3. Progress Report:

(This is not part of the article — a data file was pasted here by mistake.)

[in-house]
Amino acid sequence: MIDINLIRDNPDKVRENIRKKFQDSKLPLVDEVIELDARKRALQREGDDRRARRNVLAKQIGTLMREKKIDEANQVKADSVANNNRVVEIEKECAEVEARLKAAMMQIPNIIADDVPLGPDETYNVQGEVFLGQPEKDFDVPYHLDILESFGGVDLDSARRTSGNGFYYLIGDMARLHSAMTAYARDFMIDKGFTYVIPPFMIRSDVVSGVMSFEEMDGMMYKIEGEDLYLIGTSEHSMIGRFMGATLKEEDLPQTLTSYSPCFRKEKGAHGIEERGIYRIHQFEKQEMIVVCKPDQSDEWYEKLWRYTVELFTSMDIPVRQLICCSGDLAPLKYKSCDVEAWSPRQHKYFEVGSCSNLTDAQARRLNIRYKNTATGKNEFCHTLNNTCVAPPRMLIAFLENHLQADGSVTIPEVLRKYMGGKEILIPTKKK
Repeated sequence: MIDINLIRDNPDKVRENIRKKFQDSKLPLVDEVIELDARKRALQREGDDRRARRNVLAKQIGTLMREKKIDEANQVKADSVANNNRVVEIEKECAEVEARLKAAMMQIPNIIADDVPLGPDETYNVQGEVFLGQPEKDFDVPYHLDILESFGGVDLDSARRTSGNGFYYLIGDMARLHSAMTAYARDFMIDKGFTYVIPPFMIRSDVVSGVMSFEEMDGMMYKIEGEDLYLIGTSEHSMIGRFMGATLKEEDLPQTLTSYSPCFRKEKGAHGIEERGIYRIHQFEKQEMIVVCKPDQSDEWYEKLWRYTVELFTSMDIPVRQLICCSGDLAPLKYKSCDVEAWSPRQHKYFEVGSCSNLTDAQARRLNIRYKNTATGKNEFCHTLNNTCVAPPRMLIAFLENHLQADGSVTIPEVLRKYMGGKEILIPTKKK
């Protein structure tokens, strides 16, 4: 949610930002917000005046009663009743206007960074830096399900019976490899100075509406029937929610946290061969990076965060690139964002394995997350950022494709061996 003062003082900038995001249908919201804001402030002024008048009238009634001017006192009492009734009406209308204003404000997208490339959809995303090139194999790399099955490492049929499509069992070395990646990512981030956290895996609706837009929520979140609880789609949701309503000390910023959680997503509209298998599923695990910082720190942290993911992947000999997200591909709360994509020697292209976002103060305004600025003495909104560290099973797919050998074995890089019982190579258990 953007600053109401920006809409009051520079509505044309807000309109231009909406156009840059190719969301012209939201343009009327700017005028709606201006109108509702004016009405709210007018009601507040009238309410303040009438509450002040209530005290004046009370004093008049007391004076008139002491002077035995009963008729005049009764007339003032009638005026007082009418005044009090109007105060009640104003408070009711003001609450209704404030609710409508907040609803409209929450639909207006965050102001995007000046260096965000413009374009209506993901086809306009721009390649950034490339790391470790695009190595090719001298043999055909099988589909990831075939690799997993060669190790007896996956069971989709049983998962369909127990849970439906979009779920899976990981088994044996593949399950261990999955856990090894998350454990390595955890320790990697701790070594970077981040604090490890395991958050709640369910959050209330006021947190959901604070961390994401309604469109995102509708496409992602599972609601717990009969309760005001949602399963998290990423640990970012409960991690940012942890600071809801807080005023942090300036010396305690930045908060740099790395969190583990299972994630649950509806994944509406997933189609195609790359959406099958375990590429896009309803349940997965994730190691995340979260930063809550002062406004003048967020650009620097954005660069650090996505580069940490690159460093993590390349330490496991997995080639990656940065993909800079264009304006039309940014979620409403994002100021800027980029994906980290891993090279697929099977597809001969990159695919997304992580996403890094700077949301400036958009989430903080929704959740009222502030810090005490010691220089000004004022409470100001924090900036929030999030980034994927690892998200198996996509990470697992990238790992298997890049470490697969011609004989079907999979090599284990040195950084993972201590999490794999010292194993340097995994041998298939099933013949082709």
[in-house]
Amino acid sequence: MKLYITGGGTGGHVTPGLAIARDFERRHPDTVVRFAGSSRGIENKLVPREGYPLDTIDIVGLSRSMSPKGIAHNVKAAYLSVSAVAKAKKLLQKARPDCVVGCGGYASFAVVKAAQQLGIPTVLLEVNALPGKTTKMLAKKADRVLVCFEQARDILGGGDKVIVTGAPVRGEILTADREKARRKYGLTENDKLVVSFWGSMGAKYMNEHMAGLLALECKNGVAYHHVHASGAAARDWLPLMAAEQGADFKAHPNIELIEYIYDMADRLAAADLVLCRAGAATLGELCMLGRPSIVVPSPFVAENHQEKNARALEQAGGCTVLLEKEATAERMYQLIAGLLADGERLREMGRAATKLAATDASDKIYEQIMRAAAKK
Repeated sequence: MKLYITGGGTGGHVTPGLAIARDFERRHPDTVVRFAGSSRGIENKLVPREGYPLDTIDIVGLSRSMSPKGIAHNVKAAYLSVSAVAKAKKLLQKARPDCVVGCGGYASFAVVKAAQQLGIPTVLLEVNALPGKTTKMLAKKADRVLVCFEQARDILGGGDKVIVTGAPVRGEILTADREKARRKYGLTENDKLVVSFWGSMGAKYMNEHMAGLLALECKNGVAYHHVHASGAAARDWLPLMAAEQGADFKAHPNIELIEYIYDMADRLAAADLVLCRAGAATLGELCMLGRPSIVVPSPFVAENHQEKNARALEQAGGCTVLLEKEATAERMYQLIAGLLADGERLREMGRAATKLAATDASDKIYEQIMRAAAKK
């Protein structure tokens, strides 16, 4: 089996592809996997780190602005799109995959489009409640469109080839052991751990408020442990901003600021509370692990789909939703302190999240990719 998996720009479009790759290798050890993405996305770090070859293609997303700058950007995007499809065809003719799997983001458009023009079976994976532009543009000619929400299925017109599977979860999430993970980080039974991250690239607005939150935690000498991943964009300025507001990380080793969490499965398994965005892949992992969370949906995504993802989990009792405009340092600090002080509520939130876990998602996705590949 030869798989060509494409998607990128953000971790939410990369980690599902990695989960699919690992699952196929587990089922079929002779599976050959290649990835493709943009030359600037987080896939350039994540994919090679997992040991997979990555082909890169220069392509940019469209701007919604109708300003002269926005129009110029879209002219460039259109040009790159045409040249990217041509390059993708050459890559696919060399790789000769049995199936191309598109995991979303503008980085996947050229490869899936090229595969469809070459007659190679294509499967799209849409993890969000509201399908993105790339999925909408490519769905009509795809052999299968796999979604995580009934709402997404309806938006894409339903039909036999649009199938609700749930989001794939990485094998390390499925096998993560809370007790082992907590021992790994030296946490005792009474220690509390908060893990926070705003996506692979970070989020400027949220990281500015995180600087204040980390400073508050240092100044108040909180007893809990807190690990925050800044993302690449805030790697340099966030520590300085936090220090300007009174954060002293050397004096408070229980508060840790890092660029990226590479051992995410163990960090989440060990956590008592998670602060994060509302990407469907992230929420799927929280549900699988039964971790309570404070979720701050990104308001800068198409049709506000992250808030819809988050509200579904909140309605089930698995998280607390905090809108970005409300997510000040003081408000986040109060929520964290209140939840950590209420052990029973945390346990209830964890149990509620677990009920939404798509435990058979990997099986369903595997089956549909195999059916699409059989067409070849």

Service and research efforts have continued during the past year in all areas of genomics and bioinformatics, with some impacts from COVID-19 due to decreased personnel available for running the service lab component. In relation to genomes, the unit has contributed to several genomes including yellow perch, blueberry, st. augustinegrass, fescue grass, pecan, several peanut species, numerous insect pests, and fungi. The unit has helped lead multiple aspects of the Ag100Pest project, generating high quality genomes for important insects including the murder hornet and other immediate pests of interest. Members of the unit have served on multiple working groups in the Ag100Pest project, including the “Assembly Team” which has worked with SciNet to advance capabilities and training materials for standard operating procedures for genome assembly in insects, but that applies largely across species. These tools and the insect genomes will be used by the scientific community to control and monitor pests in the field. A four-year project to characterize U.S. rice germplasm, 167 lines, was completed and submitted for publication. In addition to data releases on Ricebase, a tool for exploring the wealth of information was released called HaploStrata as an open source tool. This project developed a high-quality genome reference sequence for Carolina Gold, which was a historically important, founding US variety. This work illuminated the nature of deleterious alleles in crop breeding with specific details about the genomic flux of U.S. rice through the century. The unit has developed genomes for most cultivated peanut types and a large number of important peanut species that have been used in historical (and possible future) breeding contexts. This effort should dramatically enhance the ability to understand and incorporate unexplored germplasm into US breeding materials. These genome assemblies will be utilized to build a pangenome that promises to be more stable and, ultimately, more useful in the application of genomics to breeding efforts. In addition, a tool has been developed that will allow for detection of spontaneous gene conversion events which appear to happen at relatively advanced rates in peanut. SCINet resource components were enhanced by the unit. The public facing website for SCINet/CERES was designed and released working with the Scientific Advisory Team. User guides and case studies were developed related to genetic mapping and data analysis using Jupyter/RStudio/Jupyterlab framework. Additional training materials were developed working with the Ag100Pest group for assembly. Multiple Data Carpentry courses were taught and assisted by the unit, focusing on Unix, Git, R Software and Python. Breeding Insight On-Ramp program was initiated in the Southeast area led by the unit. This program will focus on advancing commodities to prepare for utilizing database applications for field analyses, archiving historical data, developing trait ontologies and initiate data collection suitable for advanced genomic analyses. Initial commodities currently supported in the program are blueberry and sugarcane, with multiple other commodities in discussions to enter the program. A method was developed to determine the sex of chicken eggs by sensing their odor with rapid mass spectrometry and applying machine learning. A provisional patent application was filed and, with funding from the Foundation for Food and Agricultural Research, work has begun to screen large numbers of eggs and develop increasingly accurate machine learning methods sex determination. En-ovo sex determination would prevent the culling of millions of male chicks and reduce costs in the poultry industry. The application of machine learning and high-speed volatile compound detection is a novel platform enabling computational method that has application in many areas of Agriculture. The unit is evaluating it for real-time aflatoxin detection, dairy cow mastitis detection, the diagnosis of Bovine respiratory disease complex, coffee breeding, and citrus greening.